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The game of life: Roy Walker III was a dedicated dad, youth coach

Walker's dedication to his children led to them playing collegiately in different sports.
by Scott Munn Published: November 5, 2012

A salute to people with Oklahoma ties who enjoyed the game day experience:

*Roy Walker III spent 22 years working for the Oklahoma Corporation Commission and Oklahoma Tax Commission. Otherwise, Walker was all about sports that dated back to his days as a football player for Putnam City High School.

He attended Oklahoma State, where he was a cheerleader and member of the Wild Bunch spirit group. As a father to Dustin and twins Rosty and Mindy, Roy invested his life's free time a volunteer youth coach in baseball, soccer, softball, football and wrestling. He was a member of the Satellite Athletic Association, Northwest Optimist Sports, Putnam City North Wrestling Booster Club and Oklahoma Open wrestling tournament committee. He was a volunteer worker at the Big 12 Wrestling Tournament and a referee for USA Wrestling.

Walker's dedication to his children's sports helped lead to Dustin and Rosty wrestling for the Oklahoma Sooners and Mindi earning All-America honors as a soccer player at Oklahoma City University.

Roy Walker III died Oct. 27 at age 59.

*Tommy Stephens played basketball and football at Classen High School in the 1940s. He was the starting left tackle for the football team, which won Oklahoma's first official state championship on Dec. 16, 1944. The Oklahoman reported that behind superior speed and strength, Classen whipped Tulsa Central 26-6 before 8,000 fans at Skelly Stadium. Stephens and teammates were treated to a steak dinner after the game, then boarded the bus for the trip back to Oklahoma City. The Comets were welcomed home by students who lined the sidewalks behind the school. Stephens went into the family business — Stephens Products Co. — and retired after 30 years. The state champion football player died at age 84 in Sun City West, Ariz.

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by Scott Munn
Sports Assistant Editor
Scott Munn joined The Oklahoman/Oklahoma City Times sports staffs in October 1982. He spent a year as a formcharter, three years on the desk and 16 as a reporter. Scott has spent the last nine years as an evening assistant sports editor. Scott's...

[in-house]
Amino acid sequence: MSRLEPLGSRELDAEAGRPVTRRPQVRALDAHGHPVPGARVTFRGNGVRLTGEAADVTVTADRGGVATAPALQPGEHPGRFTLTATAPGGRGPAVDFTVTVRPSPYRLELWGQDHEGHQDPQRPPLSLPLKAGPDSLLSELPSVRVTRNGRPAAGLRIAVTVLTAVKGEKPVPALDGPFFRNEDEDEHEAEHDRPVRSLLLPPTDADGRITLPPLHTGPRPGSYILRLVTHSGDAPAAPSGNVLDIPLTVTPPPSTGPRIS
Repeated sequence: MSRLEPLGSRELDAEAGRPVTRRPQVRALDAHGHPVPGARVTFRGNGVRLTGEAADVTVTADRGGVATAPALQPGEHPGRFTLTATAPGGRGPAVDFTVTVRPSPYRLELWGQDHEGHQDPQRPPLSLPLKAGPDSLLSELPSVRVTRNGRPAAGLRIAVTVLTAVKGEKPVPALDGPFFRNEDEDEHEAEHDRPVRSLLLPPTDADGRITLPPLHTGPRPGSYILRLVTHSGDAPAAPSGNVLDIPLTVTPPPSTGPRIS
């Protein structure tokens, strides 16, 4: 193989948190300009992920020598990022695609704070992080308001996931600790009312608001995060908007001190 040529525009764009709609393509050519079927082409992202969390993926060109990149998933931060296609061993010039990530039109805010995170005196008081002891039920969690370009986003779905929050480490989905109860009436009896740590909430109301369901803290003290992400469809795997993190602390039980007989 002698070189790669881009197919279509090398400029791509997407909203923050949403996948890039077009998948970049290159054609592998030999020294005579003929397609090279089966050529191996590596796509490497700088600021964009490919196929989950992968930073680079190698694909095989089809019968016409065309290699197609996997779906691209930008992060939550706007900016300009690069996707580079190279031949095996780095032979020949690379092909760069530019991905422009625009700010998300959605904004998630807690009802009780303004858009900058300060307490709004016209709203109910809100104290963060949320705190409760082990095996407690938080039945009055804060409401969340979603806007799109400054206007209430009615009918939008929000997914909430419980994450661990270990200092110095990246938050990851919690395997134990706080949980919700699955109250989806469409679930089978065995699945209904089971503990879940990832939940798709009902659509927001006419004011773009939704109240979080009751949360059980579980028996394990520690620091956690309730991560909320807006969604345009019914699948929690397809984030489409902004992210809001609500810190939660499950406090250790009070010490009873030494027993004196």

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Collections agency

*Go to and check out an impressive cache of memorabilia being sold by legendary Texas football coach Darrell Royal and wife Edith. The Royals said in a release that it's time to downsize. “I'm hoping Darrell's fans will be the ones that purchase the UT things, and they will treasure them like we have,” Edith Royal said. “I love the memories — it was fun to rediscover them.”

Darrell Royal was an All-American quarterback at Oklahoma in 1949. The Hollis native went on to become Texas' most successful coach, guiding the Longhorns to three national championships. During a 20-year tenure at Texas, Royal accumulated a tremendous amount sports-related material, including championship rings, bowl watches, autographs, books and photos. And that only touches the surface of what's listed on the Austin Auction Gallery site.

Bidding begins Sunday.

*Some fans are not happy with Thunder general manager Sam Presti sending James Harden to the Houston Rockets, despite the long-term financial benefits for Oklahoma City's NBA franchise. Some souvenir shop owners share fans' angst. The popularity of Harden had some businesses in the Oklahoma City area ordering extra photos, trading cards and banners of the NBA's reigning Sixth Man of the Year.

Al Marchese, owner of Edmond Baseball Cards, is stuck with several products depicting Harden and his famous beard. Marchese said he hopes fans will buy Harden memorabilia no matter what uniform he wears. A recent poll asked readers, “Will you purchase at half-price James Harden-themed T-shirts?” Results: 8 percent yes, 92 percent no.

Quote me

Former Oklahoma Christian School and Oklahoma basketball star Blake Griffin is one of the NBA's most popular players and vicious dunkers. The Los Angeles Clippers' second-year pro is often a target for hard fouls that send the 6-foot-10 forward crashing to the hardwood. Last week, Griffin was a guest on Conan O'Brien's late night show. O'Brien asked Griffin if anyone offered advice on how to handle the thuggery:

Kobe (Bryant) told me to get up and punch 'em,” said Griffin, whose response drew laughter from the studio audience.

O'Brien said, “Well, then you would get in trouble.”

Griffin smiled and said, “It probably wasn't the best advice.”

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We don't have pop up video on If we did, here are a few tidbits about our sports staff that you would see in the quote bubble:

*Assistant sports editor Hayley Riggs, who is charge of page designers and copy editors, was a National Merit Scholar. Her family owned a hardware business in Roland.

*Web editor Lindsay Houts is from the Bay Area in California. She is a fan of the Oakland A's and San Francisco 49ers. Houts attended Azusa Pacific University.

*Phillip Baeza, who often designs the sports section's front page, served in the U.S. Marines as a jet engine mechanic. He attended the University of Houston.

*Mike Baldwin is a 35-year veteran with The Oklahoman Sports Department. A huge Kansas City Royals fan, through thick and thin. Used to be the sports information director at Oklahoma Christian University, then known as OCC.


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